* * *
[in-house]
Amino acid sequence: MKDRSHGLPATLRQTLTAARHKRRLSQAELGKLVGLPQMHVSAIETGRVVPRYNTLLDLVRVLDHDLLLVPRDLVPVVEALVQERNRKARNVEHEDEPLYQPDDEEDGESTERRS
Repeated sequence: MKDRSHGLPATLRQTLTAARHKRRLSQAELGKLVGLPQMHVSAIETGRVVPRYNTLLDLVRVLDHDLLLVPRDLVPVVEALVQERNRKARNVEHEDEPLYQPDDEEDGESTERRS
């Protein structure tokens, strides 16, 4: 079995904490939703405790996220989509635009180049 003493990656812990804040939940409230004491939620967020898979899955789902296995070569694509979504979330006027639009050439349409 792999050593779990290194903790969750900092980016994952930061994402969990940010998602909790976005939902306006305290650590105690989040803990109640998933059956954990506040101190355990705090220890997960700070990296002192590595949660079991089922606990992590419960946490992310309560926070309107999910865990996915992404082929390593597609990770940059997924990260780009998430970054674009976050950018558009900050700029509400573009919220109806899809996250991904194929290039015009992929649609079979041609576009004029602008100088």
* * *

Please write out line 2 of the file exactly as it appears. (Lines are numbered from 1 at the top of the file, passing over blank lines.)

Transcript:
Amino acid sequence: MKDRSHGLPATLRQTLTAARHKRRLSQAELGKLVGLPQMHVSAIETGRVVPRYNTLLDLVRVLDHDLLLVPRDLVPVVEALVQERNRKARNVEHEDEPLYQPDDEEDGESTERRS